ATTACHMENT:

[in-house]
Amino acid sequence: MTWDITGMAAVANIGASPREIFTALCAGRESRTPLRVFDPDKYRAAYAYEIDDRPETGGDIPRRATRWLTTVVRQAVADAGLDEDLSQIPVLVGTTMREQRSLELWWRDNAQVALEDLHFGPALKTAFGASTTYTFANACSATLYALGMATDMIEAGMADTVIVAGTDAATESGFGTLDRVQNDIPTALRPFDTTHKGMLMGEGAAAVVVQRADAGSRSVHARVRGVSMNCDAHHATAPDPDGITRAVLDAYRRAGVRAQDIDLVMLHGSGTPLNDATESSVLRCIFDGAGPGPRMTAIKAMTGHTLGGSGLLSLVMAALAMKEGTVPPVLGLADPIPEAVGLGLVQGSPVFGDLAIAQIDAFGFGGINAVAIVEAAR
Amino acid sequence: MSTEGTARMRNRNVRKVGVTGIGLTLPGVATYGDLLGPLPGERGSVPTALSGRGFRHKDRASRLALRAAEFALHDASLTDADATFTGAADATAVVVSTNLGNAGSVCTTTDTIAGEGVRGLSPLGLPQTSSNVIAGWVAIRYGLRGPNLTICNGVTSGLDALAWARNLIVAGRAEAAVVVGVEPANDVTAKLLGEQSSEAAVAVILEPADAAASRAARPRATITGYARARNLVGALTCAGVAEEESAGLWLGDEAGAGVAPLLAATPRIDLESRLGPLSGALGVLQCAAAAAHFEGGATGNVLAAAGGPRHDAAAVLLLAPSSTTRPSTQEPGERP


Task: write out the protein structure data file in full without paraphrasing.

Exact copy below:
[in-house]
Amino acid sequence: MTWDITGMAAVANIGASPREIFTALCAGRESRTPLRVFDPDKYRAAYAYEIDDRPETGGDIPRRATRWLTTVVRQAVADAGLDEDLSQIPVLVGTTMREQRSLELWWRDNAQVALEDLHFGPALKTAFGASTTYTFANACSATLYALGMATDMIEAGMADTVIVAGTDAATESGFGTLDRVQNDIPTALRPFDTTHKGMLMGEGAAAVVVQRADAGSRSVHARVRGVSMNCDAHHATAPDPDGITRAVLDAYRRAGVRAQDIDLVMLHGSGTPLNDATESSVLRCIFDGAGPGPRMTAIKAMTGHTLGGSGLLSLVMAALAMKEGTVPPVLGLADPIPEAVGLGLVQGSPVFGDLAIAQIDAFGFGGINAVAIVEAAR
Amino acid sequence: MSTEGTARMRNRNVRKVGVTGIGLTLPGVATYGDLLGPLPGERGSVPTALSGRGFRHKDRASRLALRAAEFALHDASLTDADATFTGAADATAVVVSTNLGNAGSVCTTTDTIAGEGVRGLSPLGLPQTSSNVIAGWVAIRYGLRGPNLTICNGVTSGLDALAWARNLIVAGRAEAAVVVGVEPANDVTAKLLGEQSSEAAVAVILEPADAAASRAARPRATITGYARARNLVGALTCAGVAEEESAGLWLGDEAGAGVAPLLAATPRIDLESRLGPLSGALGVLQCAAAAAHFEGGATGNVLAAAGGPRHDAAAVLLLAPSSTTRPSTQEPGERP